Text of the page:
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Last Updated: 12 July 2024 – Last Revised: 18 November 2022

World Osteoporosis Day 2023 and Menopause highlights “the importance of a bone-healthy lifestyle” and explains the association between menopause and bone loss.

World Osteoporosis Day 2023 Campaign

What is the 2023 World Osteoporosis Day Campaign on October 20?

In the World Osteoporosis Day’s, Get Involved: About the 2023 World Osteoporosis Day Campaign the International Osteoporosis Foundation (IOF) explain:


World Osteoporosis Day 2023 and Menopause“With this year’s tagline of ‘Build Better Bones’, IOF will highlight the importance of a bone-healthy lifestyle as the foundation for strong bones and a mobile, fracture-free future. New posters and related resources and communications will urge the public and patients to build better bones by ensuring:

  • Regular weight-bearing & muscle-strengthening exercise
  • A nutritious bone-healthy diet and adequate vitamin D
  • No smoking and avoiding excessive alcohol intake”.

Menopause

Is there an association between menopause and bone loss?

In Calcium: Recommended Daily Calcium Intake the (Australian) Jean Hailes for Women’s Health note:

  • “When women go through menopause, there is a rapid loss of bone because of decreased oestrogen and this process may last from 4-8 years after menopause
  • After this period of time the rate of bone loss is reduced and stabilises”.

Premature Menopause

Is there an association between premature menopause and bone loss?

In How To Prevent Osteoporosis After Menopause the (United States) Cleveland Clinic note:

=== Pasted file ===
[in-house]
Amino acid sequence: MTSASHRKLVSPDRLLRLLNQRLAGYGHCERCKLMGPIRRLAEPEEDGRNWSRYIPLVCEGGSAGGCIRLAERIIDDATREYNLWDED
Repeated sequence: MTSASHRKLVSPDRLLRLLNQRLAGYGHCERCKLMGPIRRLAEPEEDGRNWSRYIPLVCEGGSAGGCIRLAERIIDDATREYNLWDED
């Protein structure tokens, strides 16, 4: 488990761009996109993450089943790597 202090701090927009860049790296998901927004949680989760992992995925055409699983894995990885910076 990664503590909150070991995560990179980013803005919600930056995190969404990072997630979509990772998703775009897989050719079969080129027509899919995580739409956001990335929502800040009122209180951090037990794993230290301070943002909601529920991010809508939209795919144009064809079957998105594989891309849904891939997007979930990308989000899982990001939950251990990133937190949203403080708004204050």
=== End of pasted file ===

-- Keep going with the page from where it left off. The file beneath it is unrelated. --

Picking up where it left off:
“But typical menopause happens between age 45 and 55, so if you enter menopause before then, you’re also at risk for bone loss at an earlier age than is standard. That includes:

  • Premature menopause (before age 40)
  • Early menopause (before age 45)
  • Primary ovarian insufficiency (POI), formerly called “primary ovarian failure
  • Medical menopause, whether surgically induced or as a result of medical treatment, like chemotherapy”.

Postmenopause

Is there an association between postmenopause and osteoporosis?

On page one in Management of Osteoporosis In Postmenopausal Women: The 2021 Position Statement of the North American Menopause Society: Abstract – Results the North American Menopause Society elaborate on:



“Postmenopausal bone loss, related to estrogen deficiency, is the primary contributor to osteoporosis. Other important risk factors for postmenopausal osteoporosis include advanced age, genetics, smoking, thinness, and many diseases and drugs that impair bone health. An evaluation of these risk factors to identify candidates for osteoporosis screening and recommending nonpharmacologic measures such as good nutrition (especially adequate intake of protein, calcium, and vitamin D), regular physical activity, and avoiding smoking and excessive alcohol consumption are appropriate for all postmenopausal women”.

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Last Updated: 19 October 2023 – Last Revised: 19 October 2023

World Mental Health Day 2023 and Menopause explains how you may be feeling more angry, anxious, depressed or irritable than usual.

World Mental Health Day 2023

What is Mental Health Day 2023 on 10 October?

On the official website of World Mental Health Day the World Federation for Mental Health explain:

“The World Federation for Mental Health, the founder of World Mental Health Day, presents the WFMH Global Campaign 2023. The Global Campaign aims to recognise the 75th Anniversary of WFMH and World Mental Health Day 2023. The campaign and its initiatives will be based on this year’s official theme of World Mental Health Day- ‘Mental Health is a Universal Human Right’”.

World Mental Health Day 2023 and Menopause

Risk

World Mental Health Day 2023 and MenopauseIs the risk of mood changes and symptoms of depression and anxiety higher during perimenopause?

In Menopause and Mental Health, published February 2023, the Australasian Menopause Society (AMS) note:

“While not a problem for everyone transitioning through menopause, the risk of mood changes and symptoms of depression and anxiety are higher during perimenopause, even in women without a history of major depression.